Diaries of a Pandemic: the life of the Portuguese during and after the second lockdown

How did the life of the Portuguese people evolve, during and after the second lockdown? The most recent data from the study “Diaries of a Pandemic” shows, for example, that between the beginning of February and the beginning of Aprilface-to-face work increased by 49%, the vast majority of citizens (90%) wish to be vaccinated, contacts outside the household increased, as did trips to the beach and public green spaces, older people went to supermarkets and non-essential shops more, and online ordering fell to less than half.

The results now released in this report include responses from 3795 participants, aged 16 to 89, who completed over 170,000 questionnaires between February 3rd and April 11th 2021.

90% of participants wish to be vaccinated. Rise in face-to-face work

Nearly 90% of participants in the Diaries of a Pandemic expressed, over the 10 weeks analysed, their intention to be vaccinated. Older people and those who indicated they had higher incomes were the ones who showed the most desire to receive the vaccine.

Between the beginning of February and the beginning of April, face-to-face work (away from home) rose by 49% and was more frequent in the Centre and North regions of the country, as well as among workers with lower incomes.

Teleworking was more common in the Lisbon Metropolitan Area, among people aged 60 and over, and among those with higher incomes. During the period under analysis, there was an overall decrease of 20% in teleworking.

Increase in contacts outside the household and visits to the homes of friends, relatives, or colleagues

Between February and April, there was an 82% increase (from 33% to 60%) in the proportion of citizens who contacted people outside their household (including professional contacts) at a distance of less than 2 metres for 15 minutes. These contacts were more frequent among participants aged between 30 and 39 and residents in the Centre and North of Portugal. 

The use of public transportation was globally low among the participants of the Diaries of a Pandemic. This modality of travel was more used by individuals under 30 years of age and those with lower incomes.

In turn, visits to friends’, relatives’ or colleagues’ houses increased by 50%, being more frequent in the Northern and Central regions of Portugal and more frequent among those aged less than 30 years old.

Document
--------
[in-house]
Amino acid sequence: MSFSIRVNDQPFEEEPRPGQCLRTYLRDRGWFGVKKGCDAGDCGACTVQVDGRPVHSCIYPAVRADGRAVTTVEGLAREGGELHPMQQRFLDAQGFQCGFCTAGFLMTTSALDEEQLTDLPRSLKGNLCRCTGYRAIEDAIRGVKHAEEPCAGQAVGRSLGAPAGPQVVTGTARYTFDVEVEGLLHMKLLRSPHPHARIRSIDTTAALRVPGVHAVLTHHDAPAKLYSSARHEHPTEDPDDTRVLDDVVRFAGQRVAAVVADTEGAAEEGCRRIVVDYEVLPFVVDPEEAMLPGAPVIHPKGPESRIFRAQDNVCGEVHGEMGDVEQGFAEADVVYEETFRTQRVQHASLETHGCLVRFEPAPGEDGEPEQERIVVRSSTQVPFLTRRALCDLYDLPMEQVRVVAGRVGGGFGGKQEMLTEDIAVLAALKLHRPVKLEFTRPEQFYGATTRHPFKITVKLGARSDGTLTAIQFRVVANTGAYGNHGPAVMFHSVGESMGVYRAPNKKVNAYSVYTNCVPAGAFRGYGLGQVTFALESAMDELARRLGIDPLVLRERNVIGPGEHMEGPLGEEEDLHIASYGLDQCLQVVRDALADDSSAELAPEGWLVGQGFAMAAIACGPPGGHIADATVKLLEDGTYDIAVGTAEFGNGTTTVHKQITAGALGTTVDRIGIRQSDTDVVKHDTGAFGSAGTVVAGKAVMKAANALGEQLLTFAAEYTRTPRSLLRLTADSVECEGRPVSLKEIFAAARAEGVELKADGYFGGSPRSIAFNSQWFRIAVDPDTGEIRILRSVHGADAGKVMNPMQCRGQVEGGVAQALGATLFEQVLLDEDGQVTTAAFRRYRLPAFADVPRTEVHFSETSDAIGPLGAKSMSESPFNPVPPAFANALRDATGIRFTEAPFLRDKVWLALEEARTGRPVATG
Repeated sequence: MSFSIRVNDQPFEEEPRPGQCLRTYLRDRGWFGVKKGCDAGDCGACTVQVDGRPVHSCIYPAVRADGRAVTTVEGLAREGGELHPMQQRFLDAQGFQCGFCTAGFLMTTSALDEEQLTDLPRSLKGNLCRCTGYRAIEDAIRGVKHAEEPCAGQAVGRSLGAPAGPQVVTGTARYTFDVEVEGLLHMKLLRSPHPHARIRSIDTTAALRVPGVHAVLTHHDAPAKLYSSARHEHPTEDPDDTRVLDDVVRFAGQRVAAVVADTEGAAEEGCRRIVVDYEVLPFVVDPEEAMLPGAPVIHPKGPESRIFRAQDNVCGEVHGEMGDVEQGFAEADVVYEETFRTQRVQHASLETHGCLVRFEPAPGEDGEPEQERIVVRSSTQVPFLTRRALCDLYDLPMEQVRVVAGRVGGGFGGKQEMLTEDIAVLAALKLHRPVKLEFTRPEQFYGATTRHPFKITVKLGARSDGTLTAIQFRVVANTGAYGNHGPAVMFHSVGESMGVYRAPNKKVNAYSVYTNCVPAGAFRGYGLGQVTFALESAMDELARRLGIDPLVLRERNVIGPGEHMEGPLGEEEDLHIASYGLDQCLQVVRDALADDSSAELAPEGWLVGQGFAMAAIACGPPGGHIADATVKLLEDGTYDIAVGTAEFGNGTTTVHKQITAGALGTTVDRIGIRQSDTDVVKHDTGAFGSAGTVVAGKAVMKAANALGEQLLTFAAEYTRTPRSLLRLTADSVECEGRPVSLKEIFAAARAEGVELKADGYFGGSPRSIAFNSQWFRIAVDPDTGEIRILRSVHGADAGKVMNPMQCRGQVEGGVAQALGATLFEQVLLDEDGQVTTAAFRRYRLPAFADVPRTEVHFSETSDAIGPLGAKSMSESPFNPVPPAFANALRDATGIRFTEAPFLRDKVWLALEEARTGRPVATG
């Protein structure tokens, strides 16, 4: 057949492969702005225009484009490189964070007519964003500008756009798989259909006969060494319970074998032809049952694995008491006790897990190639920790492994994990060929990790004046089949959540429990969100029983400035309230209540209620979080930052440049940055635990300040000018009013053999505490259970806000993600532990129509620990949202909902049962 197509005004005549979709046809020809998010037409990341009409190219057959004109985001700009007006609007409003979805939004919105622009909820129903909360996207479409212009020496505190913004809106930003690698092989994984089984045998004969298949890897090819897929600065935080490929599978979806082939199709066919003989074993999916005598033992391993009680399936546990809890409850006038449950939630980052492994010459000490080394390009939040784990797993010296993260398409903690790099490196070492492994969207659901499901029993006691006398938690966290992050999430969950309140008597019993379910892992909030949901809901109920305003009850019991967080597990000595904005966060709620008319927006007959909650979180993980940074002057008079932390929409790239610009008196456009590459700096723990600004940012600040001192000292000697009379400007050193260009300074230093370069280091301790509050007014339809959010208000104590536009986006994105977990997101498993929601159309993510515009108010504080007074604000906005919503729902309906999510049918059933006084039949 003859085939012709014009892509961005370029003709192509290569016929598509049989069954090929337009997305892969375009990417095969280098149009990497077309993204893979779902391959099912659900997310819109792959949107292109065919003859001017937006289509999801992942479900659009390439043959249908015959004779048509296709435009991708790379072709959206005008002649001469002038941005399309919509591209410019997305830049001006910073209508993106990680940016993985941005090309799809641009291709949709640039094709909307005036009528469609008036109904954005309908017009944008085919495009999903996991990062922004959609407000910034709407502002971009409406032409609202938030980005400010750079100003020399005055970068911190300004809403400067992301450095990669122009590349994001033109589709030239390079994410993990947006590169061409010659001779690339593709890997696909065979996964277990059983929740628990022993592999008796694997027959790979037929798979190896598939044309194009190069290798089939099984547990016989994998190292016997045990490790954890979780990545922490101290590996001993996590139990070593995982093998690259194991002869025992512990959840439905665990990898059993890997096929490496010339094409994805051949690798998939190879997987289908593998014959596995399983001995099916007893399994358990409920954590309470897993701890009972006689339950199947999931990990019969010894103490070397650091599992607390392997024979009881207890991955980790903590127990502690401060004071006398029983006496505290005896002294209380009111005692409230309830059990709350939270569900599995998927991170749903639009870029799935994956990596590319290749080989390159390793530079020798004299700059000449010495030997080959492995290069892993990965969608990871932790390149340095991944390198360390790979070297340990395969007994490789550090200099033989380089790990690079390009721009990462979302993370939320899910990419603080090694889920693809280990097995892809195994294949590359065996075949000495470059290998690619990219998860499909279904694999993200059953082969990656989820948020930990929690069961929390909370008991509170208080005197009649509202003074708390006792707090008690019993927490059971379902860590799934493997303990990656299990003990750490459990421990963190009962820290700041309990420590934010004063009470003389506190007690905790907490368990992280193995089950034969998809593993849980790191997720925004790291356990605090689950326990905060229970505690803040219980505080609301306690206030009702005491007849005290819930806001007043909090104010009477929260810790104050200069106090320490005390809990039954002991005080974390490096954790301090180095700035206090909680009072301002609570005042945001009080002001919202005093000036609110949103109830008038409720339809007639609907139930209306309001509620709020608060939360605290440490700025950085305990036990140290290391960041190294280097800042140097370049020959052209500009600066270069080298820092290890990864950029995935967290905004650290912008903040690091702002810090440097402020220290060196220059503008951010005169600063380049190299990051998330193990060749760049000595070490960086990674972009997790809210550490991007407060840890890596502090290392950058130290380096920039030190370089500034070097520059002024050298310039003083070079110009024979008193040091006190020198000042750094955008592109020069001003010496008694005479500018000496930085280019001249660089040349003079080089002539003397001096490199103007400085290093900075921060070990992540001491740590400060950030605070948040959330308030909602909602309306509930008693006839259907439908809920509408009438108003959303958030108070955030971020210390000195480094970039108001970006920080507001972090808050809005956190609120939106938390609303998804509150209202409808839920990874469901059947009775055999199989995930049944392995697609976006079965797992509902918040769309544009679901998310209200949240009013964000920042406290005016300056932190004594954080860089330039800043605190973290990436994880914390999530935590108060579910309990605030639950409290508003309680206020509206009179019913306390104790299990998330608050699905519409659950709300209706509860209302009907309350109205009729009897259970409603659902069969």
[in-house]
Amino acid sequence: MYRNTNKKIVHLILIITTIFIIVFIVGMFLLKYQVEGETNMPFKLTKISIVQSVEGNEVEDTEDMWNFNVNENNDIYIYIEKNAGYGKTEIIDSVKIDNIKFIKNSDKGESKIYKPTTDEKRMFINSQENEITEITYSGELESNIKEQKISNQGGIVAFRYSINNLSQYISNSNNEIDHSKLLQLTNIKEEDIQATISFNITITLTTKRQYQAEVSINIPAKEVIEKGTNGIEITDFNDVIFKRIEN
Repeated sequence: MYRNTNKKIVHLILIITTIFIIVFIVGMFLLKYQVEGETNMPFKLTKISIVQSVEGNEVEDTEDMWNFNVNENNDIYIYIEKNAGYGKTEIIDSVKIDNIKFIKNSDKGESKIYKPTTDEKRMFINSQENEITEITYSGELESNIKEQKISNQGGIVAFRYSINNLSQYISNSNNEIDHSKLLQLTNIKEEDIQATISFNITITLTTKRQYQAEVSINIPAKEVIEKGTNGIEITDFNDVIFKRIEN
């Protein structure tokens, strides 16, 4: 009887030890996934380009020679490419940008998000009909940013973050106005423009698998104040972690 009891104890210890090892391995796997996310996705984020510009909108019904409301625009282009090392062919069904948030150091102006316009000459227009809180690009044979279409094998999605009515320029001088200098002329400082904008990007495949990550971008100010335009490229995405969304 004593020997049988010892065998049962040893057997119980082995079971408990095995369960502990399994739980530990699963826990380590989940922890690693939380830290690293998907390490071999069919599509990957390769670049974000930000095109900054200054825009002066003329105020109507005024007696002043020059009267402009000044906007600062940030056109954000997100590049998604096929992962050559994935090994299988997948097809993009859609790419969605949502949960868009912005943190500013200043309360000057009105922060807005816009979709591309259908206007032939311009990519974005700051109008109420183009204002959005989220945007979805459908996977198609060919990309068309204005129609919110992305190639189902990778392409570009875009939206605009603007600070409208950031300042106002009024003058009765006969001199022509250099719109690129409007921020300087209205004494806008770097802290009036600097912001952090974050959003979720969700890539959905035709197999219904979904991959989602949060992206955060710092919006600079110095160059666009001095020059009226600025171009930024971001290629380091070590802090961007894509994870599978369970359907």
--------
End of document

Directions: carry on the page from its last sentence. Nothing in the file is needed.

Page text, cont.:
Throughout the 10 weeks studied, there was an increase in face-to-face contacts by citizens of all age groups.  However, respondents aged 60 or over indicated that they had had fewer face-to-face contacts with other people (in February, 24% of older people mentioned a total absence of face-to-face contacts).

Another fact to highlight relates to the high use of telephone or Internet-based contacts. 90% of respondents to the Diaries of a Pandemic used these means of communication to talk to people outside their household, although older people and people with lower incomes had fewer of these contacts.

With regards to going out for walks or exercising, it was found that these were mainly avoided at the beginning of February, having increased by 32% by April. Those who went out for walks or exercise were older, residents of the Lisbon Metropolitan Area and people with highest incomes. Trips to the beach or public green spaces more than doubled (from 8% to 17%), from the beginning of February to April 11th, and were more frequent amongst residents of the Lisbon Metropolitan Area.

Trips to health care services for non-COVID-19 reasons and trips to shops

Trips to health care service providers for reasons other than COVID-19 fell 31% throughout the month of February and then increased 17% until April and were most frequent amongst residents of the North region and the Lisbon Metropolitan Area. Visits to pharmacies followed a similar trend, although they were more common than trips to other health care, especially among older people.

Visits to supermarkets were mentioned by more than one-third of the participants in the study (although they were more avoided in the middle of February). Older people went to these commercial establishments more, as did residents of the Lisbon Metropolitan Area and respondents with lower incomes.

Visits to shops considered to be non-essential were not very frequent but increased by four times between February and April (from 4% to 16%). They were most frequently mentioned by older people and those living in the Lisbon Metropolitan Area.

During the 10 weeks of analysis, online ordering fell to less than half. Online shopping was always more common among people aged between 30 and 39 and less common among those aged 60 and over.

Continue to take part in the Diaries of a Pandemic!

The Diaries of a Pandemic study is an investigation conducted by the Instituto de Saúde Pública da Universidade do Porto (ISPUP) and by the Instituto de Engenharia de Sistemas e Computadores, Tecnologia e Ciência (INESC TEC), in partnership with the newspaper PÚBLICO.

On February 3rd, 2021 the second phase of the study began and has since then been collecting information on how the Portuguese act in relation to a set of situations that could influence the course of the COVID-19 pandemic in Portugal.

To participate, simply answer the survey: https://diariosdeumapandemia.inesctec.pt/

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